If your stock portfolio contains shares in Bombardier (TSX:BBD.B), your finger may be hovering over the “sell” button. The aerospace stock leapt by more than 12% on the news that Alstom was in the preliminary stages of buying Bombardier’s train business. The news is clearly a welcome one, given Bombardier’s performance on the TSX over Family Day. But what does it mean for current or would-be shareholders?
Bombardier shareholders have a median “sell” target of around $2.20, and the stock isn’t there yet. On the contrary, there could be farther for the knife to fall, and the high target price of around $4 a share seems unattainable any time soon. Currently trading at around $1.65 at the time of writing, the stock is a “hold.” The short answer: Bombardier could improve in the long term, so don’t sell just yet.
With a mountain of debt to service, the sale of its rail business will no doubt come as some relief to long-term shareholders who have watched their stake in the Canadian aviator depreciate over recent years. For fence-sitters, the $7 billion deal and near-ground-floor entry price could mean that this name is almost worth buying.
With heavy streamlining underway, Bombardier could see improvement ahead for 2020. However, even recovering to its 52-week high of $3, achieved almost a year ago, looks unlikely given the strongly negative trend over the last few months. Having lost 34% since this time in 2019, Bombardier is still nosediving, despite this week’s blip on the radar.
But should would-be investors pick up the famous aviator on weakness or leave it on the runway? Once the post-divestiture rally has died down, TSX investors on the lookout for aerospace stocks will have to decide whether to snap up shares at their low target value of $1.40. At this point, Bombardier should technically have bottomed out, and with a stripped-back balance sheet, the stock may become attractive.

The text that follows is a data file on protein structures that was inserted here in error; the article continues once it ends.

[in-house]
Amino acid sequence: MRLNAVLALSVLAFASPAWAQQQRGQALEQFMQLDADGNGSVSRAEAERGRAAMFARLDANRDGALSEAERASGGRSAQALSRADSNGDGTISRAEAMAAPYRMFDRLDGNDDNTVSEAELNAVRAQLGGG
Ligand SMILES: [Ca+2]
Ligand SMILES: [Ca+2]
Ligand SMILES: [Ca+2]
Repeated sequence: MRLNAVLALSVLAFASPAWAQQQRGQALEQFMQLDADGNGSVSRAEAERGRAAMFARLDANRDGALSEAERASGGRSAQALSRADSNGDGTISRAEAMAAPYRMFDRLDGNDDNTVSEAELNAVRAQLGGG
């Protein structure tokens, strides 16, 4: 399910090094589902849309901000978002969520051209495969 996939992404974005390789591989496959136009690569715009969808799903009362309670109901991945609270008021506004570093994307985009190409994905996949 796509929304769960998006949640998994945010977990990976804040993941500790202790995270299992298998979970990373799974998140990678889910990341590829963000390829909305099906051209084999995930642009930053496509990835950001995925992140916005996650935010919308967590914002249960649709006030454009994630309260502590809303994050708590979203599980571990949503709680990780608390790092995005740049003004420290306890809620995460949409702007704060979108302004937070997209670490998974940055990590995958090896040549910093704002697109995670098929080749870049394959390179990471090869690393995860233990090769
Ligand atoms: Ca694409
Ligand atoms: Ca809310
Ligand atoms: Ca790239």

Having shed a third of its value in a year, investors may finally have a chance to buy Bombardier stock closer to what it’s arguably worth. Combine this attractive valuation with a stripped-back business model, and Canadian investors could have a workable company to buy and hold. Indeed, Bombardier stock may suit a long-term TSX portfolio currently in need of some aerospace exposure.
By streamlining its operations and focusing on business aviation, Bombardier is scratching an itch that has been bothering aerospace investors. Its rail business has long been seen as incongruous, while its commercial aviation segment was viewed as overly high maintenance. Going forwards, the general long-term, low-risk capital gains investor could have a value play for a more muscular business.
The bottom line
Bombardier shareholders may have been wondering whether the time has come to cash in their chips after the news over the long weekend that the transportation giant was selling its rail segment. With an improved balance sheet and a focus on business aviation, there is the possibility that Bombardier could recover in the long term. Meanwhile, new investors have the chance to buy an improving stock on weakness.
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This article represents the opinion of the writer, who may disagree with the “official” recommendation position of a Motley Fool premium service or advisor. We’re Motley! Questioning an investing thesis — even one of our own — helps us all think critically about investing and make decisions that help us become smarter, happier, and richer, so we sometimes publish articles that may not be in line with recommendations, rankings or other content.
Fool contributor Victoria Hetherington has no position in any of the stocks mentioned.